An excellent Book. This should be a "must read" for Caymanians and residents that when you argue among you contemporaries or even posting an article on CNS website you can do so from the position of an "informed person". Too often we see "cheap talk "and talk without merits in peroidicals or arguements on "call-in programmes"  which are one sided or misinformed. Now is your time to read and absorb a "rich source of information". The book is both sophisticated ad rich in information and yet written that even an average joe like myself can understand it and put my own previous knowledge of the history and civics of the Cayman Islands into perspective. Freedom of expression is a fundamental right(or should be) of all persons in a western democratic society as the Cayman Island . Public Expressions should not only seek to edify but also to educate and inform one’s fellowmen. Congratulation to the honourable gentleman on another excellent work.

  9. Jonathan says:

    It is time for all with positions of elected leadership to be held accountable for their actions.  It is time for the dereliction of duty to the country as a whole in the furtherance of one’s own interest to be identified as what it is.  It is nothing less than the prostitution of a nation.  The well known realities of this are detrimental to the Cayman Islands in the extreme.  I remember the drivel being spouted by the then leader of the Turks and Caicos when he said that "this is the way we do politics in the Caribbean" in response to the allegations of corruption.  Look at the price paid in that island nation for the willingness to accept such a crook as a leader. 

    The corruption in Cayman is self-evident.  I cannot think of one major hotel project here that did not, in recent memory, show this to be so.  When these islands were not seen by international business powerhouses as some sort of gold mine the effects were not as damaging as they are now.  Once elected you are responsible for all the constituents within the given electorate.  To do otherwise is not acceptable now, if it ever was.  As the changes of massive monetary wealth came to the Cayman Islands on the same scale the effects of such also destroyed many of the most beautiful things about these "islands that time forgot". 

    Corruption is unacceptable, more so now than ever, as the golden goose has been beaten into a coma and is on life support.  It is time for those who love this country to realize that we cannot accept any leader who has anything except love of country and sense of responsibility for the country which he/she has been elected to represent.  The job must be done free of theavarice and greed which we have all witnessed and many have participated in.  It is wrong and it has to be stopped for this country to have any hope of a somewhat bright future.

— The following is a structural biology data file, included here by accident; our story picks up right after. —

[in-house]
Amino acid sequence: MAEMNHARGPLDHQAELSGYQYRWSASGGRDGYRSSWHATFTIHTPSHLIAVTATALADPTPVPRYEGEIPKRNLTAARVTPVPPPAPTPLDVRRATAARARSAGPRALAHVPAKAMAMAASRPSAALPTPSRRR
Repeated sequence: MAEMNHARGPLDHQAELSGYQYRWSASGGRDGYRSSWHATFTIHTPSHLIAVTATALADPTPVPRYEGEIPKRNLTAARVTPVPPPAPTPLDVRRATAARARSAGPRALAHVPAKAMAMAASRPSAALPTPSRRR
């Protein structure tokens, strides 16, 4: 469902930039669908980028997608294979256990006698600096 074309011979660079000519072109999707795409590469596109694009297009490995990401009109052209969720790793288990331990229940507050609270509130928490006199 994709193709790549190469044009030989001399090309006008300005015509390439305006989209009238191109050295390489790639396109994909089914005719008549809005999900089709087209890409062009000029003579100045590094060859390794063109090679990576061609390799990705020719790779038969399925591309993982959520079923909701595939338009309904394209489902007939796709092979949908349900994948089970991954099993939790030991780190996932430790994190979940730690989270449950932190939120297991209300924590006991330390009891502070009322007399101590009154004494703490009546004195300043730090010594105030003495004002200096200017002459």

If an elected reprensentative is seen to be acting as a profiteer, corrupting the judicial system, giving favours to some while trying to destroy others, utilizing the pulpit for the purposes of pontification, outright bribing people for their votes on national television and making political moves with the purpose of subverting democracy, then said person should be treated as the ultimate enemy to the good governance of said country that they truly are.

  10. Anonymous says:

    An important work that chronicles our recent political history, and the decisions that were made.

    Is there a parallel with the Bay Street boys of the Bahamas?

    Colonialism has had it’s purpose, but how relevant is it continuing to be given the new world order we are in?

    Who will be our Linden Pindling, is the question we must now ask, because we are nearing that situation in relation to the protection of Caymanians from the issues we are now facing.

  11. Anonymous says:

    I wonder how long it will be before Big Mac bans the book?????

    • Anonymous says:

      He has no right nor authority to ban the book. Are you trying to send him home early. anyone that tries to take the position of God, is self destroyed and cuts their own life short. so stop saying silly things like "How soon will Big mac Ban this book?  Roy and any other author who feels like writing has a right to do so.

      We don’t plan of going communist, nor will we tolerate a communist dictator wearing a cloak of Christianity.

      We have Democratic rights have you forgotten. There’s the courts system and there’s the Privy Council.

      Roy is much too smart to take any crap from ig mac, Rolston or anyone else.

      Roy is not the only past or former legislator that speaks badly of elected governments. franklin Smith resigned because he could not stand their crookedness,  others have told me they are nothing but a bunch of crooks!


      • Anonymous says:

        Simmer down, the person was being sarcastic.

      • Anonymous says:

        I’m not certain, but wasn’t a movie banned from here already? I think it was chronicles of narnia. If that’s the case then why stop there??


        Something to think about


        CNS, can you guys tell me if Im correct about this?


        • Anonymous says:

          The Golden Compass

        • Anonymous says:

          I can assure it was not the Chronicles of Narnia which was based on a book written by a devout Christian (C.S. Lewis) and contained Christian themes. 

          I remember there was controversy about "Get Rich or Die Trying" with 50 cent.  It would have fed right into the gang culture we have now and is hardly the influence we want for our young men.


    • Anonymous says:

      Expect a “speech” soon that calls Roy a “rabble-rouser”.

      • Anonymous9 says:

        Hahaha! Too right! And any other childhood name heard on the playground or in the sandbox